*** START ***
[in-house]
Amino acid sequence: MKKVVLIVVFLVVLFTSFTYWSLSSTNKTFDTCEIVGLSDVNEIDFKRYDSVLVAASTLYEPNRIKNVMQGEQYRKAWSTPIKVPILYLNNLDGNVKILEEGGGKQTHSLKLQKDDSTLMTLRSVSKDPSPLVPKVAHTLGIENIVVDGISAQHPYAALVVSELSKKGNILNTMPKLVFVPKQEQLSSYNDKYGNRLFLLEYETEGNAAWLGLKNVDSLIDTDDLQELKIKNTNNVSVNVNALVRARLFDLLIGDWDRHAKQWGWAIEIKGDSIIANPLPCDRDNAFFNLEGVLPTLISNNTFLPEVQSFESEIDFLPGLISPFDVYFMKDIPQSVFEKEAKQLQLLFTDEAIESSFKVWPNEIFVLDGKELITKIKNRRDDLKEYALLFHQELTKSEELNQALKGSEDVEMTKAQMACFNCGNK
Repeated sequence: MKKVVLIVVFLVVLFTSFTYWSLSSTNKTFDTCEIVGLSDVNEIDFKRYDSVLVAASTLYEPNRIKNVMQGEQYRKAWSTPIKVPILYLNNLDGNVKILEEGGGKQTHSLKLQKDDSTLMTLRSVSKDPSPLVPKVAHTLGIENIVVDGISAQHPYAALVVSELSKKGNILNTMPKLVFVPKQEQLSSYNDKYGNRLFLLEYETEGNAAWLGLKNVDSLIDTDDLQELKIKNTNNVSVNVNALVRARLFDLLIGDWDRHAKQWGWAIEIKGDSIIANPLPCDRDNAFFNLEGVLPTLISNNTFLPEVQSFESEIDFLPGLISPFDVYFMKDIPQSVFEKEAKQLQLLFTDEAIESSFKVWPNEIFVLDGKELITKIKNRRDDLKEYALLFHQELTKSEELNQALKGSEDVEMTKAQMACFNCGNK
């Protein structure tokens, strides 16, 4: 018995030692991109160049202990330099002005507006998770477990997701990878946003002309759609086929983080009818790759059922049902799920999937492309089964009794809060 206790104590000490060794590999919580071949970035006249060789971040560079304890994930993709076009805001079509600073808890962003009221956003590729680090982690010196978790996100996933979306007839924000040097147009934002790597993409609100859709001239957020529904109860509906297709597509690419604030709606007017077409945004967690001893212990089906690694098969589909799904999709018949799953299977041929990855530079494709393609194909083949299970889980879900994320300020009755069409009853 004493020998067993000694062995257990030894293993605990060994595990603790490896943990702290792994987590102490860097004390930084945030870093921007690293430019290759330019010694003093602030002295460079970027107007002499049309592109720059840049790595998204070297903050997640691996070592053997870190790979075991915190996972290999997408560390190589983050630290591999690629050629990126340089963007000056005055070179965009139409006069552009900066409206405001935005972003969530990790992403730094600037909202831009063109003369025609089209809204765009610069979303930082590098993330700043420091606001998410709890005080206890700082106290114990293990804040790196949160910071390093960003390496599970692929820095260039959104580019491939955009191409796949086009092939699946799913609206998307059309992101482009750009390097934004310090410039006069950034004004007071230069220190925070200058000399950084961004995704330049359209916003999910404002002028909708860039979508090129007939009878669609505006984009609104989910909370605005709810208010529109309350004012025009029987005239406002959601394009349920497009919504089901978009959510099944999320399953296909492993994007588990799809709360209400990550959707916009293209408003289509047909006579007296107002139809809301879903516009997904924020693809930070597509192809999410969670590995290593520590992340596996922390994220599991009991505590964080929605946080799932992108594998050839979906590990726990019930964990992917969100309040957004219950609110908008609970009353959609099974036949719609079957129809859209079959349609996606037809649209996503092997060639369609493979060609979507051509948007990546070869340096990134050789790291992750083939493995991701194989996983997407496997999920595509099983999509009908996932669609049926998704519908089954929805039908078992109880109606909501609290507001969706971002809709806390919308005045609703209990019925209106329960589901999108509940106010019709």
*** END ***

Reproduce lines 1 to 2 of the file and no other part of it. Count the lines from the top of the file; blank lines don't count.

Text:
[in-house]
Amino acid sequence: MKKVVLIVVFLVVLFTSFTYWSLSSTNKTFDTCEIVGLSDVNEIDFKRYDSVLVAASTLYEPNRIKNVMQGEQYRKAWSTPIKVPILYLNNLDGNVKILEEGGGKQTHSLKLQKDDSTLMTLRSVSKDPSPLVPKVAHTLGIENIVVDGISAQHPYAALVVSELSKKGNILNTMPKLVFVPKQEQLSSYNDKYGNRLFLLEYETEGNAAWLGLKNVDSLIDTDDLQELKIKNTNNVSVNVNALVRARLFDLLIGDWDRHAKQWGWAIEIKGDSIIANPLPCDRDNAFFNLEGVLPTLISNNTFLPEVQSFESEIDFLPGLISPFDVYFMKDIPQSVFEKEAKQLQLLFTDEAIESSFKVWPNEIFVLDGKELITKIKNRRDDLKEYALLFHQELTKSEELNQALKGSEDVEMTKAQMACFNCGNK